“At first I started back, unable to believe that it was indeed I who was reflected in the mirror; and when I became fully convinced that I was in reality the monster that I am, I was filled with the bitterest sensations of despondence and mortification”(Shelley 80). The Creation of Frankenstein woke up in a world of hate. Since he looked different, the Monster never fit in with normal people. He would become isolated and feared because of his looks. Because the Monster was a hideous creation from Frankenstein, he was isolated and hated by his looks and behaved in an ethical manner when he began his path of vengeance.
Mary Shelley, the author of Frankenstein wrote the novel as an attempt to be involved into a group ghost story writing competition what she did not know was the effects it would have on literature for the rest of time. The story Frankenstein is about a young man named Victor Frankenstein who is obsessed with discovering something that has never been seen or done. In seeing a tree being stricken by lightning he gets the idea to create life out of dead skins and body parts of the dead to create this being. What he did not know was going to occur was that this monster would be the death of him. Mary Shelley uses the idea of progress which is the consequences or effects of a person or a thing in another one’s doing. Throughout the book Mary Shelley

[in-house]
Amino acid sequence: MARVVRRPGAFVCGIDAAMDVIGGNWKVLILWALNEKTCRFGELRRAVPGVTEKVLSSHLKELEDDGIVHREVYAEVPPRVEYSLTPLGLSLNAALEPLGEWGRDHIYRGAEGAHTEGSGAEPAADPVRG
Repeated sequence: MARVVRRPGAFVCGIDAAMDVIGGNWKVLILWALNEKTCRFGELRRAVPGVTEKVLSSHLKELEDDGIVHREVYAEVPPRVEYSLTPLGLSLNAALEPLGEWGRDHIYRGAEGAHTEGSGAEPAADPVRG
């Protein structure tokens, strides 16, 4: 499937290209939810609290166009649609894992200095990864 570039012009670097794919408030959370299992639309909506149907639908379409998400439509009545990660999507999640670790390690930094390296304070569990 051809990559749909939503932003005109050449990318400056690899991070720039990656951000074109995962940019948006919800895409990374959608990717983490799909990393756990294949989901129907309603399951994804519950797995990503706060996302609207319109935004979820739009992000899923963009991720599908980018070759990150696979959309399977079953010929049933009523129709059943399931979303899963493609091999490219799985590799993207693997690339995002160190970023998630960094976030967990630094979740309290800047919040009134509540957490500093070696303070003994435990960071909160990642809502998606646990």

Frankenstein by Mary Shelley is a gothic novel that tells the story of scientist, Victor Frankenstein, and his obsession with creating human life. This leads him to creating a gruesome monster made of body-parts stolen from grave yards, whom upon discovering his hideousness, the monster seeks revenge against his creator, causing Victor to regret the creation of his monster for the rest of his life. Shelley uses the literary elements of personification, imagery, and similes to give a vivid sense and visualization of Victor Frankenstein’s thoughts and feelings as well as to allow us to delve deeper into the monster’s actions and emotions. Throughout the novel, Shelley uses personification of various forces and objects to reflect the effect in Victor’s actions.